Normal return specialist Brandon Johnson was out with bruised ribs, so it was up to another true frosh - Curtis Shaw - to make something happen. Shaw had a 35-yard return to open the second half, but couldn't hold onto the rock this trip around.

The ensuing fumble was recovered by Ohio State, and two Chris Wells rushes later, the Buckeyes were up 17-7 and the victory train had left the station and was headed back toward Columbus, Ohio.

"I really like the way that the kids approached the halftime," Tressel said. "There wasn't panic, there wasn't fear. There wasn't anything other than talking about what we've got to do to get better. Lesser groups could've folded."

And don't get Tressel wrong - he's not referring to Washington folding. These Huskies have too much heart to recreate what we saw three and four years ago. If this game had been played in 2004, the result would have been 55-7.

But when the object is to win, the scoreboard is merely a fashion consultant. Winning by 19 on the road might win the Buckeyes style points with the AP pollsters, but Tressel was more focused on the 'how' rather than the 'what'.

"I think it's a statement that they want to be good," he said of his team. "None of us think it's a statement that we are good, but we did what we had to do today."

Willingham isn't part of the 'us' Tressel was talking about, but he still came away pretty impressed by the Buckeyes on both sides of the ball. "We played a darn good football team that was a top-ten caliber football team," he said, matter-of-factly.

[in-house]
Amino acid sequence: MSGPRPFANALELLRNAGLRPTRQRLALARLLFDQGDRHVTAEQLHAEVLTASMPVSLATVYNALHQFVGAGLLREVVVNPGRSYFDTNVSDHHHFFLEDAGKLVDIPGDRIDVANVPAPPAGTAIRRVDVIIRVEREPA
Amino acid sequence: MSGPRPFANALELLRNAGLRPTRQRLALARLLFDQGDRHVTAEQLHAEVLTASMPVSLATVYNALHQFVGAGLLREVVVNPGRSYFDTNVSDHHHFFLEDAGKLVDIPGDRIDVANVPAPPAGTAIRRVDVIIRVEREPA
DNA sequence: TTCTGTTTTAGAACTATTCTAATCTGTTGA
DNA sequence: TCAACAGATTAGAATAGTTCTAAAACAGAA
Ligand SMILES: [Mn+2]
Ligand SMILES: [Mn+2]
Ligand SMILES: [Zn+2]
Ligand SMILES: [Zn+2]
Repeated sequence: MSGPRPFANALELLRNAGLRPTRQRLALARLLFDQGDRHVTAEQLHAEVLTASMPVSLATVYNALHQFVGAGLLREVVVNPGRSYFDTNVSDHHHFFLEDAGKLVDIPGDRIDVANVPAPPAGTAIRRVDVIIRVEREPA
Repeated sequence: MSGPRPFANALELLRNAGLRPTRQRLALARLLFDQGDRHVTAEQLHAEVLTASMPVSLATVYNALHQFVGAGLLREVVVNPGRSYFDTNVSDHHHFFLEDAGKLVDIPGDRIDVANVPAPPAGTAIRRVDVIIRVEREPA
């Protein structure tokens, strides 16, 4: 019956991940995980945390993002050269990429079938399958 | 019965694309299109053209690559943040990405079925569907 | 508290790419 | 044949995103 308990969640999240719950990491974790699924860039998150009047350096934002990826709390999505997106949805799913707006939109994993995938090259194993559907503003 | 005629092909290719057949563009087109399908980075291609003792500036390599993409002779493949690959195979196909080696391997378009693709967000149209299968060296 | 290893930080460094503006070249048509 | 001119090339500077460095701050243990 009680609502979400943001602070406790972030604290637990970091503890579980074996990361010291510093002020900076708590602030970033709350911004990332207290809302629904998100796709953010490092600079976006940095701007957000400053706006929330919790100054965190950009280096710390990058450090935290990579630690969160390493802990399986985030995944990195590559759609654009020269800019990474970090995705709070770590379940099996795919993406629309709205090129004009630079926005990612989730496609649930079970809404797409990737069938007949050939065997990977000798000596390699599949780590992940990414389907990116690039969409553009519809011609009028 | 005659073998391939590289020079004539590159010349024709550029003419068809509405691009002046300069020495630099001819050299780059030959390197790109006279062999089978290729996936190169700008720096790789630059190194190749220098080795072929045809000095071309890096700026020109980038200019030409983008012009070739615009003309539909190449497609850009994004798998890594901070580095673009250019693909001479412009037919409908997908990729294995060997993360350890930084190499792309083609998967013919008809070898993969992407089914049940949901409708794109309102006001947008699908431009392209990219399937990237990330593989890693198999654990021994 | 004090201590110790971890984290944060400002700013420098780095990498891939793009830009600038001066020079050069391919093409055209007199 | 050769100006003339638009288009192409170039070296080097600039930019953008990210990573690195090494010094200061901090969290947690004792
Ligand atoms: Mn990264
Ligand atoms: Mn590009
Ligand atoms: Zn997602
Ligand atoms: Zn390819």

And it was. Top-10 teams make adjustments. They keep fighting. They pounce when opportunities come, and they step on the opponents' necks when they have a chance to put the game away.

Ironically enough, those seem to be all things Washington had done well enough in the first two games of the season. But the step up in competition was apparent from the first series of the game, and it was most apparent in the trenches.

"We knew both fronts would be very difficult," Willingham said of the line play. "I think for much of the game, it played itself out that way. Obviously we had great respect for their defensive team coming in. We thought it would be one of the better ones that we would see. Our guys tried to step up to the challenge, and played pretty well."

Pretty well doesn't cut it when you are a perennial top-10 performer like Ohio State. They knew it at halftime and played like it in the second half.

Washington has so much to look forward to this season. As long as Locker can stay healthy, the Huskies have a great chance to be special every time they step out onto the field. "The sky's the limit for Jake," Tressel said. "He's young and this is going to be a good learning experience for him. He faced a pretty fair defense."

How they take this learning experience and apply it to Pac-10 play will be the next chapter that's written by these Washington Huskies. But if they don't handle the little things well, it could end up being another season of missed opportunities and unfulfilled goals.

"Those are the things that are disappointing for us today," Willingham said about not executing and making Ohio State pay for making mistakes. "You've got to make those plays in order to put yourself in the champion's circle."